HeadacheHeadaches can be divided into two categories: primary headaches and secondary headaches. Migraine headaches, tension headaches, and cluster headaches are considered primary headaches. Secondary headaches are caused by disease. Headache symptoms vary with the headache type. Over-the-counter pain relievers provide short-term relief for most headaches.
Migraine TriggersPainful headaches can ruin your productivity and quality of life. But what triggers headaches and migraines? Learn some surprising causes of headaches and migraines plus how to find relief.
Headache Remedies Food Triggers
Headaches are a common complaint for many people. There are many types of headaches such as migraine, tension, cluster, and the general run of the mill headache. These 17 natural home remedies, for example, exercise, meditation, hydration, Yoga, caffeine, essential oils such as lavender and butterbur, herbs, and vitamins like magnesium
Foods also can trigger headaches. Histamine releasing foods (for example, preserved foods, canned meats and beans, alcohol, and shellfish) and tyramine-rich foods, for example, aged cheeses and meats, beer, red wine, and foods high in salt also can trigger headaches.
Headaches QuizIf you're plagued with headaches, our Headaches Quiz may help you identify causes, triggers, symptoms, and treatments for headache pain caused by different types of headaches such as migraines, sinus, cluster, tension, or stress.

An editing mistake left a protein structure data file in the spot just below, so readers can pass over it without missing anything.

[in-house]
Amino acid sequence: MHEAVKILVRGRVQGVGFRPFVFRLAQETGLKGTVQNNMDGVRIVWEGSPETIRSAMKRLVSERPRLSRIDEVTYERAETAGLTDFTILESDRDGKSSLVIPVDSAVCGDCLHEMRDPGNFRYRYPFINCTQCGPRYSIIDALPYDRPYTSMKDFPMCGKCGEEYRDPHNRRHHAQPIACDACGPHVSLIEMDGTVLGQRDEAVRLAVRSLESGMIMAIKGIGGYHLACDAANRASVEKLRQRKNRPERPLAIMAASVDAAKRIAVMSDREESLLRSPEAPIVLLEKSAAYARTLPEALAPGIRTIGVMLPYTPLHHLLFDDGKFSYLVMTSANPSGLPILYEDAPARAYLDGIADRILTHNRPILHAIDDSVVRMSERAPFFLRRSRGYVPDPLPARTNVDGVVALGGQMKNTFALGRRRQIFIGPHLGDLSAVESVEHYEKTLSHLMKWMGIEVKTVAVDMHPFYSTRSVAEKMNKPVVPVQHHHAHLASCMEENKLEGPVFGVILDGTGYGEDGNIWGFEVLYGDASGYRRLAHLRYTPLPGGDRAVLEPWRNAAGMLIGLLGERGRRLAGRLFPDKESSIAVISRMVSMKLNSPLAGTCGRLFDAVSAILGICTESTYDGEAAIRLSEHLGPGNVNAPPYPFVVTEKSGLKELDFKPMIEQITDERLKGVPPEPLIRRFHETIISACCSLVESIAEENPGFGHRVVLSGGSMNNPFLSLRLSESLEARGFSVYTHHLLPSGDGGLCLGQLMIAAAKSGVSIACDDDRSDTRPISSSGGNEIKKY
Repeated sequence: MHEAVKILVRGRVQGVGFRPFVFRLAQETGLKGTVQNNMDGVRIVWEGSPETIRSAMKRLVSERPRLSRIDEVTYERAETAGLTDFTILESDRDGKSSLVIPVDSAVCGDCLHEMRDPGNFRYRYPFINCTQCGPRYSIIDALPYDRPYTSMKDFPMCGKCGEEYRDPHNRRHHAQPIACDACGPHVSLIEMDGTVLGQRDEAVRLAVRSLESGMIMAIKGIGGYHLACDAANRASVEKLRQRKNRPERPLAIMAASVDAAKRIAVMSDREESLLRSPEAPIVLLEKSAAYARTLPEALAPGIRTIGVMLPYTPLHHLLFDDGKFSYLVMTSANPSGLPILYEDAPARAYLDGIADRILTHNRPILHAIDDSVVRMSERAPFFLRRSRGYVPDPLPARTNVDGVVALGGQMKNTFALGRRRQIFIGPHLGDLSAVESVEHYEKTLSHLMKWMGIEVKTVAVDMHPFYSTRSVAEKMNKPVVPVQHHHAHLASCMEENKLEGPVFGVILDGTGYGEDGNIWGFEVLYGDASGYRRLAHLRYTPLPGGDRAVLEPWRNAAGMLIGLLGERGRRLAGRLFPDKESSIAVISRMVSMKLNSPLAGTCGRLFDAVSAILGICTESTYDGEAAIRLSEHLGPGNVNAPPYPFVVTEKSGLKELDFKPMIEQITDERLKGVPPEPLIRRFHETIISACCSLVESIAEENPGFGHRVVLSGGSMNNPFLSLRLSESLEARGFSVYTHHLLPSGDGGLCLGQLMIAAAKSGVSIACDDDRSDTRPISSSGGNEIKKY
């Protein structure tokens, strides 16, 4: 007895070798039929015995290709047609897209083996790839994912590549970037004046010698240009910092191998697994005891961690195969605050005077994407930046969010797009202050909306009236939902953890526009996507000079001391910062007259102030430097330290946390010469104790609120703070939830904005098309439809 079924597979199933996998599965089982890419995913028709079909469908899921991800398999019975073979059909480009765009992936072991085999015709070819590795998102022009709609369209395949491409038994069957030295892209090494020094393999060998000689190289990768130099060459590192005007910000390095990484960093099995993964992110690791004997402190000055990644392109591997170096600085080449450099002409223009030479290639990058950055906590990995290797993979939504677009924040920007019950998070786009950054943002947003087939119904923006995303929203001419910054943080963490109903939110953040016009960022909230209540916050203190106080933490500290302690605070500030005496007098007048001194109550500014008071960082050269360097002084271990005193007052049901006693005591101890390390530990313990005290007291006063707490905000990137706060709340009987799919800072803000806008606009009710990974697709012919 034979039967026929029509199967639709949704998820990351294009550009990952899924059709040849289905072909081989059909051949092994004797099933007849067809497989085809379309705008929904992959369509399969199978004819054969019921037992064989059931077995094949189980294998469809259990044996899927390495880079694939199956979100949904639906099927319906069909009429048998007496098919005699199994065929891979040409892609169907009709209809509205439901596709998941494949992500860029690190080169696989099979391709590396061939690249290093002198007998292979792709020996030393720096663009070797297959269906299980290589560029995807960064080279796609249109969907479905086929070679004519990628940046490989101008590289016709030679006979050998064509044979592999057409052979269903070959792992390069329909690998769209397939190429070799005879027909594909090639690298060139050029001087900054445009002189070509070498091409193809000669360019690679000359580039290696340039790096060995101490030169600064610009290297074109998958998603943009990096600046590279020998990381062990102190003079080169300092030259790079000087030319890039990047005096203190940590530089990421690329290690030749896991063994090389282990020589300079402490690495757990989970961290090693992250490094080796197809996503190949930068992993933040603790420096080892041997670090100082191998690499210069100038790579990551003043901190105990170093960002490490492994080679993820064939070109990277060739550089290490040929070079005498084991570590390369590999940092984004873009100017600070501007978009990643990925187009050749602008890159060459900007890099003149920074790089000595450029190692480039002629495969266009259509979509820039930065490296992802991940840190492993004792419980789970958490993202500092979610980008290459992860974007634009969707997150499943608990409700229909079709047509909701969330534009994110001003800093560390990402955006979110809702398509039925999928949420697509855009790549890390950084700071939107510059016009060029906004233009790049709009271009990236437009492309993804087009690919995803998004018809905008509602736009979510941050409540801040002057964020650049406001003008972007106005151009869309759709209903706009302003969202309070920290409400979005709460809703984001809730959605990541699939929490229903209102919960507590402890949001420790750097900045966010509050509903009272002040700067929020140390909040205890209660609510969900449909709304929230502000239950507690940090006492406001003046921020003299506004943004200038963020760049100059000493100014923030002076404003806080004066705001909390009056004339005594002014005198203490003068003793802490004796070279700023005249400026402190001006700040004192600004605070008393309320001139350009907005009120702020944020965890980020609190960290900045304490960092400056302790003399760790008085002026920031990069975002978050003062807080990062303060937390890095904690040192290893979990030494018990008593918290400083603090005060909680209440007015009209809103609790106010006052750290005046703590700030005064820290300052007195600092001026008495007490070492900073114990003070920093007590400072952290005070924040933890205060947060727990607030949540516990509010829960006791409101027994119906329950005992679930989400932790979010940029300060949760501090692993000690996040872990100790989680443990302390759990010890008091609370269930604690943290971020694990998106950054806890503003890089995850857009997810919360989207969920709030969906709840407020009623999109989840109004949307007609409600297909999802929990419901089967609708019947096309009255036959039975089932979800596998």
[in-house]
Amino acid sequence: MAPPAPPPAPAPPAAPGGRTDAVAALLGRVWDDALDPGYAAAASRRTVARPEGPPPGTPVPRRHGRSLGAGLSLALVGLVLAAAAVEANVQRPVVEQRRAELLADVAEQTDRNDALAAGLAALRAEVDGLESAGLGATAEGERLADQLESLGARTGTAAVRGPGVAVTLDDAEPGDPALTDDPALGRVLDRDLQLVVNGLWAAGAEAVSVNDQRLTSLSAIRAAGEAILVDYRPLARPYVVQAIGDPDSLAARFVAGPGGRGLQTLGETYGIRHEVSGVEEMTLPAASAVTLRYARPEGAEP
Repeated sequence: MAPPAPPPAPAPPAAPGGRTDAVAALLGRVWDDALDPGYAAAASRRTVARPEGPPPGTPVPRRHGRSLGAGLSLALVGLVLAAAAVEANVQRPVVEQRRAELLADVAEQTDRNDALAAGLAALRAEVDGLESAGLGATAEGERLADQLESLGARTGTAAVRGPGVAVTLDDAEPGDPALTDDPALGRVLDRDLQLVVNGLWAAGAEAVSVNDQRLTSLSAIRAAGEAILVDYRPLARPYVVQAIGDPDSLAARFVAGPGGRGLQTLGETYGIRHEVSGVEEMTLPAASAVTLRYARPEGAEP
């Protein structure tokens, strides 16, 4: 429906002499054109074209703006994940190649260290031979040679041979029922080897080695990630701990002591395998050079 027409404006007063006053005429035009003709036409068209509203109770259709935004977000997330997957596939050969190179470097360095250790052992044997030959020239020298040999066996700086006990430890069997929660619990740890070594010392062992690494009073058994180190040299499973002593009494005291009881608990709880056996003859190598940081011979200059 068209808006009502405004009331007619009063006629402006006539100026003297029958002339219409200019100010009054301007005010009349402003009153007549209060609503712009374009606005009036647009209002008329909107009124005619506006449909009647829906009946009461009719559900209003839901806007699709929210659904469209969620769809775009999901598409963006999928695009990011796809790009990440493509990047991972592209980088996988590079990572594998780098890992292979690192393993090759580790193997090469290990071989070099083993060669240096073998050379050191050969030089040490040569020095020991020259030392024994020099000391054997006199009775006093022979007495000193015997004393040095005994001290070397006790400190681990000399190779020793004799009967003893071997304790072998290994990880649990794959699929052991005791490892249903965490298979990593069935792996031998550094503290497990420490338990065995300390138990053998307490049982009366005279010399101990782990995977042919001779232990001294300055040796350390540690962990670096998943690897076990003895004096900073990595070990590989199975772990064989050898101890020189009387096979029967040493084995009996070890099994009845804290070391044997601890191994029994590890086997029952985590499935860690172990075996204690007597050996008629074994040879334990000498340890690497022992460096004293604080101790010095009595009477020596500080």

Ibuprofen vs Naproxen
Ibuprofen (Advil, Motrin) and naproxen (Aleve) are drugs available without a prescription that relieve mild to moderate pain, inflammation, and fever. Ibuprofen and naproxen belong to the nonsteroidal anti-inflammatory drug class or NSAIDs. NSAIDs like ibuprofen and naproxen block chemicals in the body called prostaglandins that promote pain, inflammation, and fever. Blocking prostaglandins in the body reduce pain, inflammation, and fever.
Since both ibuprofen and naproxen are NSAIDs, they have similar side effects and adverse effects. Ibuprofen and naproxen may increase the risk of blood clots, heart attack, and stroke. Common side effects of both drugs include heartburn, constipation, nausea, diarrhea, abdominal pain, dizziness, headaches, drowsiness, and tinnitus (ringing in the ears). Other serious side effects include edema, high blood pressure, and heart failure.
Ibuprofen and naproxen are available in a variety of forms and strengths. Check with your doctor or pharmacist about questions you have in regard to NSAIDs.
MigraineMigraine headache is a type of headache associated with a sensitivity to light, smells, or sounds, eye pain, severe pounding on one side of the head, and sometimes nausea and vomiting. The exact cause of migraine headaches is not known.
Triggers for migraine headaches include certain foods, stress, hormonal changes, strong stimuli (loud noises), and oversleeping.
Treatment guidelines for migraines include medicine, pain management, diet changes, avoiding foods that trigger migraines, staying hydrated, getting adequate sleep, and exercising regularly. Prevention of migraine triggers include getting regular exercise, drinking water daily, reducing stress, and avoiding trigger foods.
Migraine and Seizures Symptoms and Signs